Eyes are glued to the TV screens. (There is no pain but there is very good reception). It’s an eerie feeling. It reminded me of the Denis Quaid movie “Innerspace,” where a miniature person is injected into a human body. Only difference being that this time the video was transmitted from inside Moi. I could see my heart pulsating with spider-like arteries, pumping vital blood to the chamber. There was a synchronized rhythm to what we were all seeing. It was alive and it was me. We watched as a microscopic wire was positioned near my artery. An ink-like fluid was then injected through the wire and into the artery. When the inky molecules flowed freely through their target, the artery illuminated. If an obstruction existed, the dark substance would
plum back out of the artery like a black cloud. With the procedure underway I could hear several murmurs coming from the nurses and attendants. When the fluid was emitted
successfully into the blood vessel, I would hear “OK, fine.” But when we viewed a black cloud no one said a word.

My experience was very quiet, almost grim. My bed was rolled back to the recovery room and I waited. My wife Patty, Dr. Michaelson ( Cardiologist, Chief of Staff at Norwalk Hospital, a neighbor and friend), and I reviewed the film. I couldn’t help but think that this was what a football coach would do to analyze and review that day’s game film: Looking for what went right, what went wrong, and where we went from there. The discussion that followed was very brief and matter of fact.

There were a number of black clouds. Four of them, to be exact. In other words, taking a few pills and saying, “let’s see what happens in a month or so” was completely out of the question.

“You’re a candidate for bypass surgery, four grafts.”

Those were precisely the words from the good Doctor. There were no ifs, no ands, no buts and no passing Go to collect $200. Wow, why me? I asked Steve if he’d mind if I got a second
opinion. He nodded OK.

“You need bypass surgery”, my two-second opinions concurred.

So rather than think the situation to death, I decided I was ready; the sooner the better. Let’s do it. But where and with whom? Minor concerns but essential elements to consider. Should I go to Mass General, a world–renowned facility for cardiac surgery or to Portland, Oregon, where my sister Carol was an assistant to the creator of the Star Heart Valve? I consulted with Steve Michaelson. He didn’t hesitate. He said St. Vincent’s in Bridgeport was a terrific facility for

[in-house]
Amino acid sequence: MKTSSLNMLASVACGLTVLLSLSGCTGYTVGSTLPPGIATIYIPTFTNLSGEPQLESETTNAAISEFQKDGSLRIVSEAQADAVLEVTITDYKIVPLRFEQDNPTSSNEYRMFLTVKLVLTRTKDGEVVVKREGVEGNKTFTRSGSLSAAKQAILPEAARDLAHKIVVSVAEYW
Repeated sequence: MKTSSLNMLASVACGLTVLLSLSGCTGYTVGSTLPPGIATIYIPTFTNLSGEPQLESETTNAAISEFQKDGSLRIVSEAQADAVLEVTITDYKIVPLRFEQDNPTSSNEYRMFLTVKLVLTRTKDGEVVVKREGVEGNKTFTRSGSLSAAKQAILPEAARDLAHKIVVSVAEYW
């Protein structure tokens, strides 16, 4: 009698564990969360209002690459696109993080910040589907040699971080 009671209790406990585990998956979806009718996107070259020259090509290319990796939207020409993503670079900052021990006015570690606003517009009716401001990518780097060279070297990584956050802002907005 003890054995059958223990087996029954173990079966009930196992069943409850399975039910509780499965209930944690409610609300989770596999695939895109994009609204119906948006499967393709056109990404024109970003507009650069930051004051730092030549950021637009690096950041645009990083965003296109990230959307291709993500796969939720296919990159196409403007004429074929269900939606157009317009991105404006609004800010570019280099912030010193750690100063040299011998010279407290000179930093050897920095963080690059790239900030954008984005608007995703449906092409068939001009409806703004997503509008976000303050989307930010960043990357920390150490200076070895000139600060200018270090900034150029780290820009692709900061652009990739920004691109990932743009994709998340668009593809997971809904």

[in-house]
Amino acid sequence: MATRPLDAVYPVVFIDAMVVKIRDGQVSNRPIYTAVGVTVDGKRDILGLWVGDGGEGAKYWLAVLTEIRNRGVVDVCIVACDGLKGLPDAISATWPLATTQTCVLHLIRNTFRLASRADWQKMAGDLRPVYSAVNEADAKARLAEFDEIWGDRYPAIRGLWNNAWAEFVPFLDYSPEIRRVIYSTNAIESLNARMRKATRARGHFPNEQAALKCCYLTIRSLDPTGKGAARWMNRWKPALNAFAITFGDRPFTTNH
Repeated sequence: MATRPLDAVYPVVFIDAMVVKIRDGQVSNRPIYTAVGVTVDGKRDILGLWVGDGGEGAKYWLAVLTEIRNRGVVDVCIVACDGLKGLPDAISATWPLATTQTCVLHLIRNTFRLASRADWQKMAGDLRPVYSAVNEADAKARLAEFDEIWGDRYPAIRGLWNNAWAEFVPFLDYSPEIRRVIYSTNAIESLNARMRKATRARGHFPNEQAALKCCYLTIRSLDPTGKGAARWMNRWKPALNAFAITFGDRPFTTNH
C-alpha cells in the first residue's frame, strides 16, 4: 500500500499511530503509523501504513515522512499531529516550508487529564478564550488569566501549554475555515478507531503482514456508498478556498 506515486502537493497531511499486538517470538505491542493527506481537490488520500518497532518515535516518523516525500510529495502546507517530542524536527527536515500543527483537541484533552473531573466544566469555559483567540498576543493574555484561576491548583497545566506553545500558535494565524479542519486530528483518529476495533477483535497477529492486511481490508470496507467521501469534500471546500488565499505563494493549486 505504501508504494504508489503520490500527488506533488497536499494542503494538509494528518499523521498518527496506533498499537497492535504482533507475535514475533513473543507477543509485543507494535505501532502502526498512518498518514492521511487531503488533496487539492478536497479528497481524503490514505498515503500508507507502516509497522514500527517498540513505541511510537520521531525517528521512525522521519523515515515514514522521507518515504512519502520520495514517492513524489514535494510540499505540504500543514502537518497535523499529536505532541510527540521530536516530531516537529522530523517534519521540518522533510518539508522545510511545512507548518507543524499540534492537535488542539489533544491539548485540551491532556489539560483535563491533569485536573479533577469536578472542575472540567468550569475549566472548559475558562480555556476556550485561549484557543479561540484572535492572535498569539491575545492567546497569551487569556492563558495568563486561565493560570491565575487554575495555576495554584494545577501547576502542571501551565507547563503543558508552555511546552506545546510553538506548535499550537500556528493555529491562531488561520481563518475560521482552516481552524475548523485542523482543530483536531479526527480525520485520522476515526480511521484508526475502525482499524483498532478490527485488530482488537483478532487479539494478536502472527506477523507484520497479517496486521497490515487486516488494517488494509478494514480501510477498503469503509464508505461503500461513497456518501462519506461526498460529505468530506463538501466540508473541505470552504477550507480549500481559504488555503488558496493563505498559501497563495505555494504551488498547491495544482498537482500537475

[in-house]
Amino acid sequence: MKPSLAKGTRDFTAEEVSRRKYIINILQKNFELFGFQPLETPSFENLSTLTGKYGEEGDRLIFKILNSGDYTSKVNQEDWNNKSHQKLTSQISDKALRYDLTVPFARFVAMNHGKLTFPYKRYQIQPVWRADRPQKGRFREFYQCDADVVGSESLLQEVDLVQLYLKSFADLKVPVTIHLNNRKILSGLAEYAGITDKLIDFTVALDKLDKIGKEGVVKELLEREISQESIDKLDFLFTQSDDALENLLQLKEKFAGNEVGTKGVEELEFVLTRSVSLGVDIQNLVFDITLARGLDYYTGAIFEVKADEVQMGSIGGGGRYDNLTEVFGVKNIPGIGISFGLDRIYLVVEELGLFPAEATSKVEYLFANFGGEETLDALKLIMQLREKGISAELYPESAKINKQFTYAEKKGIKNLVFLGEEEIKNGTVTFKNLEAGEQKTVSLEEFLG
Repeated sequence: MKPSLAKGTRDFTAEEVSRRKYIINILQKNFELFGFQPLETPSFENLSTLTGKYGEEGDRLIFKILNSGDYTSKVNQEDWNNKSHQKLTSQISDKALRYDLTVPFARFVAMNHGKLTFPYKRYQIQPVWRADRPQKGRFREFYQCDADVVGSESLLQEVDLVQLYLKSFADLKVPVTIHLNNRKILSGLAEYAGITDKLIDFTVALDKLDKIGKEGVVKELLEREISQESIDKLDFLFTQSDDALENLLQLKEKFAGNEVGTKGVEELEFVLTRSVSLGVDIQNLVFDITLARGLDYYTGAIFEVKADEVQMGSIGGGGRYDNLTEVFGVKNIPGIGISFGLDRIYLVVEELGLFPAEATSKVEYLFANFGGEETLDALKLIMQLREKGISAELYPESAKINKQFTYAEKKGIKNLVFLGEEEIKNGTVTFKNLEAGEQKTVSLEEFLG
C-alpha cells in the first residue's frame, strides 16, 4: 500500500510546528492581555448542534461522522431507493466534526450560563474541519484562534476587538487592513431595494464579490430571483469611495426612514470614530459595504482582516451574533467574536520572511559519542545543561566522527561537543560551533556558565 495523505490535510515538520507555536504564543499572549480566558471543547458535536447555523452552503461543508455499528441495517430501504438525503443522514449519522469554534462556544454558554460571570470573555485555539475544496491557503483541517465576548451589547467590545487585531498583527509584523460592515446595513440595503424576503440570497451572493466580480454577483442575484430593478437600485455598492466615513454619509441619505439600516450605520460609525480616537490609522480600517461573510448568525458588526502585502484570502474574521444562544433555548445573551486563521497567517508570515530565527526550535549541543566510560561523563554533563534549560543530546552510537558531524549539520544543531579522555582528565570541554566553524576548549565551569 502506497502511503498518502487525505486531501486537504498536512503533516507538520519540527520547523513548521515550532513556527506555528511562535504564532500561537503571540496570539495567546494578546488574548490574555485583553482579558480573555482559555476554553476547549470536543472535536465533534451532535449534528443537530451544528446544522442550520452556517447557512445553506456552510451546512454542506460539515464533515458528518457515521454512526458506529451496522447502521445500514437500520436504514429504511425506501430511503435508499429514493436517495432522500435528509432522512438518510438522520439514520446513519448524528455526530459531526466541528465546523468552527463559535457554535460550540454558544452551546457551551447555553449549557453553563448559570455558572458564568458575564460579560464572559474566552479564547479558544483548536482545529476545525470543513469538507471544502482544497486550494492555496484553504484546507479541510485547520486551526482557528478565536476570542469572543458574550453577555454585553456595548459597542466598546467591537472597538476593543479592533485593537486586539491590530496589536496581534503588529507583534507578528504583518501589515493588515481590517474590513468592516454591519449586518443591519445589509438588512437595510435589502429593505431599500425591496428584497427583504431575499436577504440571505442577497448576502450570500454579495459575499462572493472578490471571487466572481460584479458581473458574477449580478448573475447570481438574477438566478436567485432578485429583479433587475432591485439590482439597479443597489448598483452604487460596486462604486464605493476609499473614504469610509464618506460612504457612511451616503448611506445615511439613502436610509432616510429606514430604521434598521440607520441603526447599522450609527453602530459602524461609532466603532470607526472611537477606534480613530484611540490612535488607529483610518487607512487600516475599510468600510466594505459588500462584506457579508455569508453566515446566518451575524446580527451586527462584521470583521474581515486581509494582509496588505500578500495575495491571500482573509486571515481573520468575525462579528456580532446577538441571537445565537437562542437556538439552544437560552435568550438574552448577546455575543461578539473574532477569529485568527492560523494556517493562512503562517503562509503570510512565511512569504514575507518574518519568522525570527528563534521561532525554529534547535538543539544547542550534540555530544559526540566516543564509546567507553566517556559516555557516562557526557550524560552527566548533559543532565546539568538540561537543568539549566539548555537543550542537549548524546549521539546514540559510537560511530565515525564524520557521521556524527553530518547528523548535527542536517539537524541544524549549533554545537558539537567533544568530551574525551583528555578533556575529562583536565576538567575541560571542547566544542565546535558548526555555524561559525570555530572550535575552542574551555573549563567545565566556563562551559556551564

cardiac care. The hospital also boasted a Cracker Jack doctor named Dan Rose, a cardiothoracic surgeon with a Cornell hospital background. Doctor Rose had a very high success rate. And he had completed more by-pass surgery’s then Jiffy Lube has done oil changes. He was a mild mannered guy who exuded confidence. You felt assured that he knew what he was doing
and how he was doing it. He got right to the point, telling me: “You need a quadruple bypass. How’s tomorrow?”

He was my type of guy. Patty and I then proceeded to complete the admission process: blood tests, X-Rays, EKG’s and medical history. Looking back, it felt like these procedures took more time than the actual surgery. After what seemed like forever, one of Doctor Rose’s assistants told us “we’ll see you at 6:30 tomorrow.”

Wow, hospital protocol had really changed. There were no more nights before surgery spent dressed in a backless mini-gown or chewing on unidentifiable, tasteless food. We drove home. On the way down the Merritt Parkway, I had a brilliant idea: this would be a great time for a sumptuous Italian dinner. Weren’t Doctor Rose and his team going to clean me up and give
me replacement parts anyway? So, why not go for it…in moderation, of course. To our favorite Italian joint Marisa’s we went, and her garlic bread, linguine and clams and salad we ate. But I didn’t want to clog up 100%. I might not make it to St. Vincent’s in the morning.

From past experiences I found that checking into a hospital could be both intimidating and sobering. So Patty and I determined there would be little sense in her getting up and driving to St. Vincent’s to spend the entire day wandering the halls while I had surgery. I wouldn’t have any knowledge of her being there, anyway. So I drove and left the car in in-patient parking. (It was a free pass, me being an in-patient and all). Patty could then go to Norwalk Community College, teach her class and check in on me periodically.

St. Vincent’s had a wonderful system for keeping spouses informed of the patient’s progress: When you told the hospital your telephone number, they called back with updates. The first call announced that you were on your way into surgery. A second happened when the surgery starts. The third call came when the surgical team was halfway done and a final call (sorry, we better make that the fourth call) was made when the patient was brought into the recovery area. This method was far less stressful for the person waiting and wondering alone in a stark room. It’s proactive rather than reactive and adds a nice human touch to a normally difficult